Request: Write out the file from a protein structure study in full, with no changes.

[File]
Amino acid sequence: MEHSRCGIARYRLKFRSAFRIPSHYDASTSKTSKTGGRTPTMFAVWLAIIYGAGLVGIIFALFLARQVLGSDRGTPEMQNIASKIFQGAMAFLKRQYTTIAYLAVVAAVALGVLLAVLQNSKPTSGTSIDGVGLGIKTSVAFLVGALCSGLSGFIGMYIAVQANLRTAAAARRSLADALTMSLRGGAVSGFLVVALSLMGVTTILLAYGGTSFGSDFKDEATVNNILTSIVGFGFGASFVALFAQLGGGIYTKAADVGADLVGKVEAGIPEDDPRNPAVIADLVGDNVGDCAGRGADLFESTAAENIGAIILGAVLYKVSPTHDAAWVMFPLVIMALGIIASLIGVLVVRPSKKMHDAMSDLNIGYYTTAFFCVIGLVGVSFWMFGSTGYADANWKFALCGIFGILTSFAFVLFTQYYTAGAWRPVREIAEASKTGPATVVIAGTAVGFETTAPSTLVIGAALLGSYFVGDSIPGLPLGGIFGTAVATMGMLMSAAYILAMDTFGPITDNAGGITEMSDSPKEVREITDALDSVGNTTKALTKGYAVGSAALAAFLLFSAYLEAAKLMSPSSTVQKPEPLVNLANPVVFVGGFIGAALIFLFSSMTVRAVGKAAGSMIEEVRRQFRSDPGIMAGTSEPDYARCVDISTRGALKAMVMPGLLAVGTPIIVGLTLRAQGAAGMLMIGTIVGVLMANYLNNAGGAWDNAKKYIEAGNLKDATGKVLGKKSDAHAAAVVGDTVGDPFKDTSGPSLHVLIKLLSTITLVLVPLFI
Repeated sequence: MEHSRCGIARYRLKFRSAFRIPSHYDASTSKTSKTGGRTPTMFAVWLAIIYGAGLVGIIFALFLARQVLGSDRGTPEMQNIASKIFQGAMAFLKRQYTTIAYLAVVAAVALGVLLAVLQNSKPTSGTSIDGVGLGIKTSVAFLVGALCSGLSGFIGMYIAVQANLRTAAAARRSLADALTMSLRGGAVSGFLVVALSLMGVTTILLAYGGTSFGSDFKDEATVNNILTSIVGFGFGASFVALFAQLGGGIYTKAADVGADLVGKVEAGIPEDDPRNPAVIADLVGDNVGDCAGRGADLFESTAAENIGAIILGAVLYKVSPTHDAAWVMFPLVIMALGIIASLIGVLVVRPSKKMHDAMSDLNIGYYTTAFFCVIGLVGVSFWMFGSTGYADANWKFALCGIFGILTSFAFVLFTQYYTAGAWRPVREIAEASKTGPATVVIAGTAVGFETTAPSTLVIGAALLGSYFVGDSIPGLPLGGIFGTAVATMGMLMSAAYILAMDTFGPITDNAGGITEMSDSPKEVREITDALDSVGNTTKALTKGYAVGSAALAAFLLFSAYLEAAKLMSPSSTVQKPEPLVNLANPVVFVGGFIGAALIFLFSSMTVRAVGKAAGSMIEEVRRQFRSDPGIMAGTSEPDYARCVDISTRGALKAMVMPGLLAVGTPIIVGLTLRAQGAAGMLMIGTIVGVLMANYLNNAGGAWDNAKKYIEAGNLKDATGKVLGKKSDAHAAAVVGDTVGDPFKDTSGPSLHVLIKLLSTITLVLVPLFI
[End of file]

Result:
Amino acid sequence: MEHSRCGIARYRLKFRSAFRIPSHYDASTSKTSKTGGRTPTMFAVWLAIIYGAGLVGIIFALFLARQVLGSDRGTPEMQNIASKIFQGAMAFLKRQYTTIAYLAVVAAVALGVLLAVLQNSKPTSGTSIDGVGLGIKTSVAFLVGALCSGLSGFIGMYIAVQANLRTAAAARRSLADALTMSLRGGAVSGFLVVALSLMGVTTILLAYGGTSFGSDFKDEATVNNILTSIVGFGFGASFVALFAQLGGGIYTKAADVGADLVGKVEAGIPEDDPRNPAVIADLVGDNVGDCAGRGADLFESTAAENIGAIILGAVLYKVSPTHDAAWVMFPLVIMALGIIASLIGVLVVRPSKKMHDAMSDLNIGYYTTAFFCVIGLVGVSFWMFGSTGYADANWKFALCGIFGILTSFAFVLFTQYYTAGAWRPVREIAEASKTGPATVVIAGTAVGFETTAPSTLVIGAALLGSYFVGDSIPGLPLGGIFGTAVATMGMLMSAAYILAMDTFGPITDNAGGITEMSDSPKEVREITDALDSVGNTTKALTKGYAVGSAALAAFLLFSAYLEAAKLMSPSSTVQKPEPLVNLANPVVFVGGFIGAALIFLFSSMTVRAVGKAAGSMIEEVRRQFRSDPGIMAGTSEPDYARCVDISTRGALKAMVMPGLLAVGTPIIVGLTLRAQGAAGMLMIGTIVGVLMANYLNNAGGAWDNAKKYIEAGNLKDATGKVLGKKSDAHAAAVVGDTVGDPFKDTSGPSLHVLIKLLSTITLVLVPLFI
Repeated sequence: MEHSRCGIARYRLKFRSAFRIPSHYDASTSKTSKTGGRTPTMFAVWLAIIYGAGLVGIIFALFLARQVLGSDRGTPEMQNIASKIFQGAMAFLKRQYTTIAYLAVVAAVALGVLLAVLQNSKPTSGTSIDGVGLGIKTSVAFLVGALCSGLSGFIGMYIAVQANLRTAAAARRSLADALTMSLRGGAVSGFLVVALSLMGVTTILLAYGGTSFGSDFKDEATVNNILTSIVGFGFGASFVALFAQLGGGIYTKAADVGADLVGKVEAGIPEDDPRNPAVIADLVGDNVGDCAGRGADLFESTAAENIGAIILGAVLYKVSPTHDAAWVMFPLVIMALGIIASLIGVLVVRPSKKMHDAMSDLNIGYYTTAFFCVIGLVGVSFWMFGSTGYADANWKFALCGIFGILTSFAFVLFTQYYTAGAWRPVREIAEASKTGPATVVIAGTAVGFETTAPSTLVIGAALLGSYFVGDSIPGLPLGGIFGTAVATMGMLMSAAYILAMDTFGPITDNAGGITEMSDSPKEVREITDALDSVGNTTKALTKGYAVGSAALAAFLLFSAYLEAAKLMSPSSTVQKPEPLVNLANPVVFVGGFIGAALIFLFSSMTVRAVGKAAGSMIEEVRRQFRSDPGIMAGTSEPDYARCVDISTRGALKAMVMPGLLAVGTPIIVGLTLRAQGAAGMLMIGTIVGVLMANYLNNAGGAWDNAKKYIEAGNLKDATGKVLGKKSDAHAAAVVGDTVGDPFKDTSGPSLHVLIKLLSTITLVLVPLFI